BRADLEY BEACH — A former Bradley Beach municipal court judge is fighting for his professional life in New Jersey Supreme Court after admitting he fixed motor vehicle tickets in order to get more revenue for municipalities where he had served.
Richard B. Thompson, who served Bradley Beach and seven other New Jersey towns municipalities as a judge, testified in Trenton on Jan. 7 that he had not known that his handling of the motor vehicle citations was wrong.
“If I knew in 2010, 2011, 2012 or 2013 that what I was doing was wrong I would have changed immediately,” Mr. Thompson told the justices during the disbarment hearing. “My reputation has been ruined, my career has been ruined.”
Between 2010 and his suspension in 2015, Mr. Thompson suspended fines on motor vehicle tickets, in which fine monies are split evenly between the county and municipality, and converted those tickets to contempt of court fines, which go entirely to the municipality.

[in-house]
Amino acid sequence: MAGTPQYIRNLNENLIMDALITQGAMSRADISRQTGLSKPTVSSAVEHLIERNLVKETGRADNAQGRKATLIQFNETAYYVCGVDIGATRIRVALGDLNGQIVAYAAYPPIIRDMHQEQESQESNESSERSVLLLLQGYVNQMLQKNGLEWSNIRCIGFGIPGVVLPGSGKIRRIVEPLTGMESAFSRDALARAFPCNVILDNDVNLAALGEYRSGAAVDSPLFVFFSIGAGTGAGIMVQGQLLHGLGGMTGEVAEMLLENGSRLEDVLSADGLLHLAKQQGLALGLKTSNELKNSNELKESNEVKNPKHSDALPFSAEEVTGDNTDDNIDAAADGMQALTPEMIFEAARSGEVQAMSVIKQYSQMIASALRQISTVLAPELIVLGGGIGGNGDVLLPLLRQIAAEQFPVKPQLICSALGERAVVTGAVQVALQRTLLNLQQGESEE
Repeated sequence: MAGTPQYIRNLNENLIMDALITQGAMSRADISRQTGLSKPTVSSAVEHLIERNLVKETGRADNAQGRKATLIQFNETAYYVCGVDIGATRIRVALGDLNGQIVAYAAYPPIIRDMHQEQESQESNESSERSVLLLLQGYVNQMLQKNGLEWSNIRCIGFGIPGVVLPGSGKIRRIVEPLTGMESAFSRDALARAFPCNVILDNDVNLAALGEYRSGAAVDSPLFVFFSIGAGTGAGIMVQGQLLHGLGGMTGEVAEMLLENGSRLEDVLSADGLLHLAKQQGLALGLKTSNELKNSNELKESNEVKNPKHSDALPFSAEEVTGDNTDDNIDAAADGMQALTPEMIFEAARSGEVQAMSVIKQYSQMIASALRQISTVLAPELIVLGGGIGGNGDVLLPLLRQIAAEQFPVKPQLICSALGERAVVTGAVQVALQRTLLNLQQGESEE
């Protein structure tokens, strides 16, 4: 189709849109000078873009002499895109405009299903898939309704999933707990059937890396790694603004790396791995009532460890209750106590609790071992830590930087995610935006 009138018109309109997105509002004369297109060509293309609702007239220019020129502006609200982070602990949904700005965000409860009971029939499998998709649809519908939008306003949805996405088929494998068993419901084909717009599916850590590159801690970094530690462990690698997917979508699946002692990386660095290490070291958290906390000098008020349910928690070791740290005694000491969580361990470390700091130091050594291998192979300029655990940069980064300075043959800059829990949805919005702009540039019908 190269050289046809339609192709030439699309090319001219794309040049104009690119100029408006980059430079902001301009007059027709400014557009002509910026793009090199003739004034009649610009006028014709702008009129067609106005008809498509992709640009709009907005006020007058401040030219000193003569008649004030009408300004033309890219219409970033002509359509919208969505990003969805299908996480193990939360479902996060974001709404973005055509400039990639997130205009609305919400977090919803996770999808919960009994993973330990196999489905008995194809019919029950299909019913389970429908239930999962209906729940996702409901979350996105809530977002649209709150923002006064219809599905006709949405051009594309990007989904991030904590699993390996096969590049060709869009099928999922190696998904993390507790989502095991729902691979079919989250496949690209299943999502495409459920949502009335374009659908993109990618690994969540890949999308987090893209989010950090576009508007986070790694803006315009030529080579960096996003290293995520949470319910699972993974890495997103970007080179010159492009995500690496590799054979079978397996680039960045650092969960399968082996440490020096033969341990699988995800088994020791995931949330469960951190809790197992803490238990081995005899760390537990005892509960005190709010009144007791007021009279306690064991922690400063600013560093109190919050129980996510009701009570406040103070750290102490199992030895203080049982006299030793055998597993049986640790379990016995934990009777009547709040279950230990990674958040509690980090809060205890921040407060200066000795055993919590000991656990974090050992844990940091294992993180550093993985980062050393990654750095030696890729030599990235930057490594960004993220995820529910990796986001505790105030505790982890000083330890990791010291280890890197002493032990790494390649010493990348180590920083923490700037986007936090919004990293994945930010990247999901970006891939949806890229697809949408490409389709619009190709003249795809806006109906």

An investigation by the Monmouth County Prosecutor’s found that this affected about 4,000 cases. Mr. Thompson, during the hearing, said he was only presented with 35 cases in which he converted tickets.
The case was prosecuted by Eugene A. Racz, the deputy ethics counsel for New Jersey Judiciary Office of Attorney Ethics.
Mr. Racz set out to convince justices that Mr. Thompson’s actions had “tainted the well” of trust between the judiciary and the public.
“The respondent’s [Mr. Thompson’s] criminal behavior committed in his capacity as a judge is as disturbing as it is extensive,” Mr. Racz said.
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